Europe 2020 (national targets and progress)

Policy field target ||  Progress achieved

R&D target: 2 % by 2020 || Spain is not on track in reaching its national R&D target, in spite of having lowered it in 2013 from     3.0 % to 2.0 % of GDP. In 2012, Spain’s R&D intensity was 1.3 %. Private R&D intensity fell by 1.8 % over the 2007-2012 period despite a shrinking GDP. Total expenditure in R&D amounted to 13,392 million in 2012, down by 5.6 % compared to 2011. The decrease over the last year was higher in the public sector (-7.4 %) than in the private sector (-4.1 %). At the same time, expenditure in higher education fell by 7.2 % in 2012. 

Employment rate target by 2020: 74% || The employment rate (20-64) went from 61.6 % in 2011 and 59.3 % in 2012 to  58.2% in 2013 (53.1 % for women).

Greenhouse gas emissions, base year 1990: National Target: -10% (compared to 2005 emissions, ETS emissions not covered by this national target) || The change in non-ETS greenhouse gas emissions between 2005 and 2012 was -15 %. According to the most recent national projections submitted to the Commission, and taking into account existing measures, it is expected that the target of 10 % will be missed: A reduction of 2.5 % in 2020 as compared with 2005 is expected (i.e. a projected shortfall of 7,5 percentage points).

Renewable energy target: 20 % Share of renewable energy in all modes of the transport sector: 10 % || Spain is currently on track to achieve its 20% renewable energy target: The proportion of renewables in final energy consumption reached 14.26 % in 2012.

Indicative national energy efficiency target for 2020: Spain has set an indicative national energy efficiency target of 20%, which implies reaching a 2020 level of 121.6 Mtoe primary consumption and 82.9 Mtoe final energy consumption. || Spain announced the policy measures it plans to adopt to implement Article 7 of the Energy Efficiency Directive.

Early school leaving rate target by 2020: 15% || The early school leaving rate was 26.5 % in 2011, 24.9 % in 2012 and 23.5 % in 2013 (provisional figures), far from the national target of 15 %. Some progress has been achieved towards meeting the target. The effectiveness of policies and measures to combat early leaving from education and training is difficult to assess in the light of the evident effect of the prolonged economic crisis on the permanence of young people in the education system.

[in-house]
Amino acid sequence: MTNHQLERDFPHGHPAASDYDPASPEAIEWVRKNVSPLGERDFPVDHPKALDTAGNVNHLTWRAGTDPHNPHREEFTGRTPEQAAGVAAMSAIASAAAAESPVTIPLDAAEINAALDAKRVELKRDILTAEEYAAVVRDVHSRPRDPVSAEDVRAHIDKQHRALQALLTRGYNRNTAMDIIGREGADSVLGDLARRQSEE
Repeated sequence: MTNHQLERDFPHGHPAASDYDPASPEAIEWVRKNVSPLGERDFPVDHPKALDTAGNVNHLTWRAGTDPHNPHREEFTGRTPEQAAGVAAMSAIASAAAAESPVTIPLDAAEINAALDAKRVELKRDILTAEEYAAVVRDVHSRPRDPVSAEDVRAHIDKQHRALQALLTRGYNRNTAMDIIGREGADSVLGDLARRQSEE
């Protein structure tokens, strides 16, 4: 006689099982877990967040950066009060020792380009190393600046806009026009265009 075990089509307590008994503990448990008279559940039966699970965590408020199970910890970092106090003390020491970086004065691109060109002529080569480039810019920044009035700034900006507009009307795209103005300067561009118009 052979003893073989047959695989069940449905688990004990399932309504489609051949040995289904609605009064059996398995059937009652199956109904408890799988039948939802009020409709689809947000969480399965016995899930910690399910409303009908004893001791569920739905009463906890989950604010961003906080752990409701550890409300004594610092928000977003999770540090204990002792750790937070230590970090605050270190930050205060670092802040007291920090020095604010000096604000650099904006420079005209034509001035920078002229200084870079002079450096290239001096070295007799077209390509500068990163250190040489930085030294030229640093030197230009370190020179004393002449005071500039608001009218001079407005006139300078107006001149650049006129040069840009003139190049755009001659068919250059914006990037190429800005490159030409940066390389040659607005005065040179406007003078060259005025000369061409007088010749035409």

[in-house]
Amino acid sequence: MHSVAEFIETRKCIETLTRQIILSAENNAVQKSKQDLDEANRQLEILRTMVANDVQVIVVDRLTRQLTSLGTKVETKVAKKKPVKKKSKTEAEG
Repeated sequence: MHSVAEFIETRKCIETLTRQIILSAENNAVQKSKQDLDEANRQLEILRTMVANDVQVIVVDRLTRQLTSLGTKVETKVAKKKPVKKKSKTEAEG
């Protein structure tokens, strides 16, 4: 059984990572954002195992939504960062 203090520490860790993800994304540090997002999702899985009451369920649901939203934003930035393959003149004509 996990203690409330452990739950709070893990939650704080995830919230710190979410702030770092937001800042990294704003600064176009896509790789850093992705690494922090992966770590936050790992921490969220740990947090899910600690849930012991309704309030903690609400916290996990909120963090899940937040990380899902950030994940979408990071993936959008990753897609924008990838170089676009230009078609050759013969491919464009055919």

Tertiary education rate target by 2020: 44 % || The tertiary educational attainment rate was 40.6 % in 2011, 40.1 % in 2012 and 40.7 % in 2013 (provisional figures), close to the national target of 44 %.

Reduction of population at risk of poverty or social exclusion target by 2020 (in number of persons): - 1.4 / 1.5 million people at risk || The number of people at-risk-of-poverty or social exclusion increased by almost 300 000 between 2011 and 2012, reaching 13 090 000.


 Standard Tables

Table I. Macro- economic indicators

Table II. Comparison of macroeconomic developments and forecasts

Table III. Composition of the budgetary adjustment

Table IV. Debt dynamics

Table V. Sustainability indicators

Table VI. Taxation indicators

Table VII. Financial market indicators

Table VIII. Labour market and social indicators

Table IX. Product market performance and policy indicators

Table X. Green growth

List of indicators used in Box 4 on the potential impact on growth of structural reforms.

Final goods sector mark-ups: Price-cost margin, i.e. the difference between the selling price of a good or service and its cost. Final goods mark-ups are proxied by the mark-ups in selected services sectors (transport and storage, post and telecommunications, electricity, gas and water supply, hotels and restaurants and financial intermediation but excluding real estate and renting of machinery and equipment and other business activities[75]).

Source: Commission services estimation using the methodology of Roeger, W. (1995). "Can imperfect Competition explain the Difference between primal and dual Productivity?" Journal of Political Economy Vol. 103(2) pp. 316-30, based on EUKLEMS 1996-2007 data.

Entry costs: Cost of starting a business in the intermediate sector as a share of income per capita. The intermediate sector is proxied by the manufacturing sector in the model.

Source: World Bank, Doing Business Database. 2012 data.

Implicit consumption tax rate: Defined as total taxes on consumption over the value of private consumption. In the simulations it is used as a proxy for shifting taxation away from labour to indirect taxes. The implicit consumption tax-rates are increased (halving the gap vis-à-vis the best performers) while labour tax-rates are reduced so that the combined impact is ex-ante budgetary neutral.

Source: European Commission, Taxation trends in the European Union, 2013 edition, Luxembourg, 2013. 2011 data.